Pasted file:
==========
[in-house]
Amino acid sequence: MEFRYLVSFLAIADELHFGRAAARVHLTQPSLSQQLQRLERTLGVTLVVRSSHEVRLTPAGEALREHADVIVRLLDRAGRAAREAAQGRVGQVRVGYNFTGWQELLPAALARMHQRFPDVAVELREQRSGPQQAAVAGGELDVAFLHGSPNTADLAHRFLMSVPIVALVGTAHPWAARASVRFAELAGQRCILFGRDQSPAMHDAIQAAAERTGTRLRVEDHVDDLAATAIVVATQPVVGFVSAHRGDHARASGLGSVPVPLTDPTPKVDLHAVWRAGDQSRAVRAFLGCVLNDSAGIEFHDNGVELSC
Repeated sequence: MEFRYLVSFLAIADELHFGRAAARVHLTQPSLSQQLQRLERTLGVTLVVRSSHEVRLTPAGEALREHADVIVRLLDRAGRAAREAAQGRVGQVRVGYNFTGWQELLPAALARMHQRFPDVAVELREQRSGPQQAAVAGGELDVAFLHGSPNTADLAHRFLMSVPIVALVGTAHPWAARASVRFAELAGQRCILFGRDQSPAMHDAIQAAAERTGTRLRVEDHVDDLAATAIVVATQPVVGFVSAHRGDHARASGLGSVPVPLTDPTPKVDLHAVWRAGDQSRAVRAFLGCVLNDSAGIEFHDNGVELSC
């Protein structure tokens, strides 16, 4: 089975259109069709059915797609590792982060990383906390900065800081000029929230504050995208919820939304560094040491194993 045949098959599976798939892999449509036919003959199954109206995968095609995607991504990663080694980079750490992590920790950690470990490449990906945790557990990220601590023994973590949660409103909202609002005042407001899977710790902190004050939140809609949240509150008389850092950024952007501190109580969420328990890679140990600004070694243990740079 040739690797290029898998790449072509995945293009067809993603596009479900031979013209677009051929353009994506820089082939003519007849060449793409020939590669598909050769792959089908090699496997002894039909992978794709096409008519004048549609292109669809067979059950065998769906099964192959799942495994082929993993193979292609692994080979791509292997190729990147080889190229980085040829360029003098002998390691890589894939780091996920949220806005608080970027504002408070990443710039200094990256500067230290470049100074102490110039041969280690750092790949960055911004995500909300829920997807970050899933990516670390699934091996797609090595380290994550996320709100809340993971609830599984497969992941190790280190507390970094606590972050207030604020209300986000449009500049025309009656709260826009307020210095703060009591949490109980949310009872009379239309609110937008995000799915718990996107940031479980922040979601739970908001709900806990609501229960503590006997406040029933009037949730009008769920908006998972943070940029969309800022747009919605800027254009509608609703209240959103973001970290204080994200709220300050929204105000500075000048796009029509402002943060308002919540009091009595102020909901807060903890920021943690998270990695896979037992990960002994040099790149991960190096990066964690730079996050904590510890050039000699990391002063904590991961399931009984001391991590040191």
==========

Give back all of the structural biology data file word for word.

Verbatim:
[in-house]
Amino acid sequence: MEFRYLVSFLAIADELHFGRAAARVHLTQPSLSQQLQRLERTLGVTLVVRSSHEVRLTPAGEALREHADVIVRLLDRAGRAAREAAQGRVGQVRVGYNFTGWQELLPAALARMHQRFPDVAVELREQRSGPQQAAVAGGELDVAFLHGSPNTADLAHRFLMSVPIVALVGTAHPWAARASVRFAELAGQRCILFGRDQSPAMHDAIQAAAERTGTRLRVEDHVDDLAATAIVVATQPVVGFVSAHRGDHARASGLGSVPVPLTDPTPKVDLHAVWRAGDQSRAVRAFLGCVLNDSAGIEFHDNGVELSC
Repeated sequence: MEFRYLVSFLAIADELHFGRAAARVHLTQPSLSQQLQRLERTLGVTLVVRSSHEVRLTPAGEALREHADVIVRLLDRAGRAAREAAQGRVGQVRVGYNFTGWQELLPAALARMHQRFPDVAVELREQRSGPQQAAVAGGELDVAFLHGSPNTADLAHRFLMSVPIVALVGTAHPWAARASVRFAELAGQRCILFGRDQSPAMHDAIQAAAERTGTRLRVEDHVDDLAATAIVVATQPVVGFVSAHRGDHARASGLGSVPVPLTDPTPKVDLHAVWRAGDQSRAVRAFLGCVLNDSAGIEFHDNGVELSC
């Protein structure tokens, strides 16, 4: 089975259109069709059915797609590792982060990383906390900065800081000029929230504050995208919820939304560094040491194993 045949098959599976798939892999449509036919003959199954109206995968095609995607991504990663080694980079750490992590920790950690470990490449990906945790557990990220601590023994973590949660409103909202609002005042407001899977710790902190004050939140809609949240509150008389850092950024952007501190109580969420328990890679140990600004070694243990740079 040739690797290029898998790449072509995945293009067809993603596009479900031979013209677009051929353009994506820089082939003519007849060449793409020939590669598909050769792959089908090699496997002894039909992978794709096409008519004048549609292109669809067979059950065998769906099964192959799942495994082929993993193979292609692994080979791509292997190729990147080889190229980085040829360029003098002998390691890589894939780091996920949220806005608080970027504002408070990443710039200094990256500067230290470049100074102490110039041969280690750092790949960055911004995500909300829920997807970050899933990516670390699934091996797609090595380290994550996320709100809340993971609830599984497969992941190790280190507390970094606590972050207030604020209300986000449009500049025309009656709260826009307020210095703060009591949490109980949310009872009379239309609110937008995000799915718990996107940031479980922040979601739970908001709900806990609501229960503590006997406040029933009037949730009008769920908006998972943070940029969309800022747009919605800027254009509608609703209240959103973001970290204080994200709220300050929204105000500075000048796009029509402002943060308002919540009091009595102020909901807060903890920021943690998270990695896979037992990960002994040099790149991960190096990066964690730079996050904590510890050039000699990391002063904590991961399931009984001391991590040191």